Source: Nano Pet Products, LLC Expands Distsribution Into Canada to Meet Increased Demand for Its Revolutionary Nanotechnology-Based Pet Products Dog Gone Smart

Armor of the Future -- Fish Scales?

Imagine living in a world with fearsome predators - large fearsome predators with sharp teeth, claws, and spiked tails! To survive, the Polypterus senagelus fish evolved special armor scales to protect itself during territorial fighting and feeding. Today, these fish can be found at the bottom of freshwater, muddy shallows and estuaries in Africa. The scales protect the quarrelsome fish from the bites of its fellow fish, as well as predators, and are the new hot topic in designing the armor of the future. U. S. researchers at the Massachusetts Institute of Technology have been studying the light, multilayered design of the Polypterus senegalus and have finally figured out how it works!

The scales are layered on top of each other so that the pressure of a crunching enemy bite is deflected. And when cracks do occur, they don't travel far! The clever design of the scales forces cracks to run in a circle instead of spreading throughout. This allows the puncture wound to be localized and kept to a minimum. Scientists and researchers hope to incorporate this clever design into lightweight and effective human armor systems.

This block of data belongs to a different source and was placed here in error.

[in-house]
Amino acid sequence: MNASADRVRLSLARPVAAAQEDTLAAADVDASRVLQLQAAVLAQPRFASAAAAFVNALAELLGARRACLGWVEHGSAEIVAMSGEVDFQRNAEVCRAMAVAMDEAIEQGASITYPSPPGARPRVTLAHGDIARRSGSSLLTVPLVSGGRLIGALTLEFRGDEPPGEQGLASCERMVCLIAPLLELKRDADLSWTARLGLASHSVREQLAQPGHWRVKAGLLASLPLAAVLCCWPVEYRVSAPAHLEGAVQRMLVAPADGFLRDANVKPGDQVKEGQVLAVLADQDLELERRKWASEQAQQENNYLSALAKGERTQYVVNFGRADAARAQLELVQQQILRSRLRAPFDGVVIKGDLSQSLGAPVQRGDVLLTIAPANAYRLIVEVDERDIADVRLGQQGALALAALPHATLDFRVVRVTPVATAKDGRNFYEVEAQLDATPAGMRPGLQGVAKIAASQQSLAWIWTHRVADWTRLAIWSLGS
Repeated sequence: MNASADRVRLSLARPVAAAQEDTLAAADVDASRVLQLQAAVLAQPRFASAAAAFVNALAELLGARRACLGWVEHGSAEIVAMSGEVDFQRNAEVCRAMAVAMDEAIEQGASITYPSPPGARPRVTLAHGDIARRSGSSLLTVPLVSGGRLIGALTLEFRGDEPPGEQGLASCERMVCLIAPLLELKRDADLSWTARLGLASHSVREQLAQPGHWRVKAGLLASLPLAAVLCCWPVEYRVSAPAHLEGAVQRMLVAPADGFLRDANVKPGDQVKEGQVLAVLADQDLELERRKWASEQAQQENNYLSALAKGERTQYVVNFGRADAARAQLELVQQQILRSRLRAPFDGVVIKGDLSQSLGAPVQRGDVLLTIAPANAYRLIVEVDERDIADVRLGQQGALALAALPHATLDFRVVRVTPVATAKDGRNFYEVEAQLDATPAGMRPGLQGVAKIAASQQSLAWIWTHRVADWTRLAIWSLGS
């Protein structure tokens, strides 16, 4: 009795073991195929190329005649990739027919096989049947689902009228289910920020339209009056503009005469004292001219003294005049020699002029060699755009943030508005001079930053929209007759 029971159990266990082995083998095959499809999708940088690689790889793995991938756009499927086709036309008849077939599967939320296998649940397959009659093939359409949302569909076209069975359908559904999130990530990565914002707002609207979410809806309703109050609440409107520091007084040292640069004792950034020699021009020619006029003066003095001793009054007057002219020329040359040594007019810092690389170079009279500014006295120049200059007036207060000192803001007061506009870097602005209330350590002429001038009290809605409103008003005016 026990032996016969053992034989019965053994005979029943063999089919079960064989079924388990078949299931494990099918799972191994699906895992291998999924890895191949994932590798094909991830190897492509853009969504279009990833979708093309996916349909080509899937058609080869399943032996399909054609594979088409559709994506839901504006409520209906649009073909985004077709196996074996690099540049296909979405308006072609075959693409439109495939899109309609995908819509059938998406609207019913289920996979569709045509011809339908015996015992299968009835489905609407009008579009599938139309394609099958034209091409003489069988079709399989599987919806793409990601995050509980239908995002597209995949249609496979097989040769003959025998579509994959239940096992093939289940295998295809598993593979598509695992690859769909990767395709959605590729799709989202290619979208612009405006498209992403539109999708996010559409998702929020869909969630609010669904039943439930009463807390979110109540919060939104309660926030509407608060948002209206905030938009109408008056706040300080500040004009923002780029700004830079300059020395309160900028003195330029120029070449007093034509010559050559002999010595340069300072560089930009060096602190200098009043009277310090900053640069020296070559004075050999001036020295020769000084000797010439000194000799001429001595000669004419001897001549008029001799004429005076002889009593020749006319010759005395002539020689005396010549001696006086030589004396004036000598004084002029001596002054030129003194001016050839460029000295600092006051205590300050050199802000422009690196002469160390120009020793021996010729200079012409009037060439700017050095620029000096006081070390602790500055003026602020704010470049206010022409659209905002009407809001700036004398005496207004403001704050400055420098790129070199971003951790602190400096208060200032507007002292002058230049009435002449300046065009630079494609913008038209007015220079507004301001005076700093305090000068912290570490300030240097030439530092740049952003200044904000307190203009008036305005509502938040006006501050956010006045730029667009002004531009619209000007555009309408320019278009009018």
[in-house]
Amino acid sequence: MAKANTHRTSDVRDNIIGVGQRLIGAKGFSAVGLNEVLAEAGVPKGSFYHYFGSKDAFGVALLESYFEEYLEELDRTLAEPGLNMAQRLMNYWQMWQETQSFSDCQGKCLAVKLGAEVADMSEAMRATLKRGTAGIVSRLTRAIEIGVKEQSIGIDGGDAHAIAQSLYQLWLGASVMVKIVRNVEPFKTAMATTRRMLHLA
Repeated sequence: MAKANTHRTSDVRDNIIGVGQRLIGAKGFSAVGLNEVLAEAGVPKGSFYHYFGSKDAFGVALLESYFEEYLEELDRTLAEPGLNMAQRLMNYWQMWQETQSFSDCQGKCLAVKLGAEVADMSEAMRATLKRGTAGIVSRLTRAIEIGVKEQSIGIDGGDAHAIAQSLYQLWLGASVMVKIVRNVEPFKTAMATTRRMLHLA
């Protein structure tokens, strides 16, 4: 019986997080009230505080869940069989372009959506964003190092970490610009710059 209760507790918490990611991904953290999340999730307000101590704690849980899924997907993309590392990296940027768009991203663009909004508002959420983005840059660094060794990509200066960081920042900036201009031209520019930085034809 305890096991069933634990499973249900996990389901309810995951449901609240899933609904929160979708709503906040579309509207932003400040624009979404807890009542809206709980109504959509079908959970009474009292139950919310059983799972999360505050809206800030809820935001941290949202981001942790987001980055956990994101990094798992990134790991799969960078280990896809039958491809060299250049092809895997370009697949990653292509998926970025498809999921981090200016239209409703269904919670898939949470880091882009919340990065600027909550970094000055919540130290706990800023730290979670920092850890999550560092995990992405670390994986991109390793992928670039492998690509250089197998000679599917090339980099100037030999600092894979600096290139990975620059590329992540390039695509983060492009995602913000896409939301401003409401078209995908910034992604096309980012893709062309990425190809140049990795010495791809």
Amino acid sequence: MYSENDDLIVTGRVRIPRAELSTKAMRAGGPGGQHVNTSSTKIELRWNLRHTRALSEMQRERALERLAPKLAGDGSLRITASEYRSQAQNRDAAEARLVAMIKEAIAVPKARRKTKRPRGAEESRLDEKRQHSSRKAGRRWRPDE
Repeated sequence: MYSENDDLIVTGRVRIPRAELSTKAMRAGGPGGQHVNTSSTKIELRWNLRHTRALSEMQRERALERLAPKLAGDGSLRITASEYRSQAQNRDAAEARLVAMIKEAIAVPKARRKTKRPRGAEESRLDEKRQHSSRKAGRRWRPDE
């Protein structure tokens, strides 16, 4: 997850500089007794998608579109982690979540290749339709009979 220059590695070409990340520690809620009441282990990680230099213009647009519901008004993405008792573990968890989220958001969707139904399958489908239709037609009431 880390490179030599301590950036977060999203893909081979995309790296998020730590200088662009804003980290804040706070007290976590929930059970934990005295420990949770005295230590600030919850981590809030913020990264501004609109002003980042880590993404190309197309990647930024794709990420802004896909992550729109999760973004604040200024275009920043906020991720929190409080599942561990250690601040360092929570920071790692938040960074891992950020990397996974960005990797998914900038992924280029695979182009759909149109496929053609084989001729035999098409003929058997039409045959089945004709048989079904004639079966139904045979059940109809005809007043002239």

Source: Fish scales may point to armor of the future

Sniffing things too small to see

You and I can smell things like pizza and chicken soup. But can you tell the difference between chicken soup with carrots and without carrots? How good is your sense of smell? -- Can you smell a termite? How about a bedbug?

Termites and bedbugs both release distinctive smells in the form of molecules that are released into the air. Normally, we wouldn't be able to smell this unless there was a major infestation. But dogs can!

At the University of Florida, researchers are training dogs to detect termites and bedbugs. Termites cause about $5 billion in damages every year in the U.S. and bedbug infestations have gone up 71% in the past 5 years. The dogs are trained using a combination of the U.S. Customs method and a food-reward system, and thus far, have an 96% accuracy rate with false positives of less than 3%.

Source: University of Florida
Image Source: Advanced K9 Detectives

Into the Jaws of a Sandworm

Nereis virens, commonly known as sandworms, have a set of fang-like jaws with remarkable mechanical properties. These worms may be small, but they have a strong jaw for grasping, piercing, and tearing prey. The jaw material is high in protein with little mineralization, but despite this, the hardness and stiffness properties in the jaw tip are comparable to human dentin -- which is pretty strong!

The material in the jaw tips of sandworms is even better than synthetic polymers. Though scientists have long studied the mechanical and structural properties of these jaws, the organic composition has previously been overlooked. Scientists are now interested in finding the organic composition and protein structures of the cutting edge of the Nereis jaw. They have found that zinc plays an important role in the mechanical properties of Nereis jaws, by binding to bundles of protein fibers rich in histidine (an important amino acid), and that removing the zinc decreases the hardness by over 65%.

By learning about these sandworm jaws, scientists hope to use this knowledge to design stronger and better materials.

Sources: Journal of Experimental Biology American Chemical Society

Beetle Fog-Catchers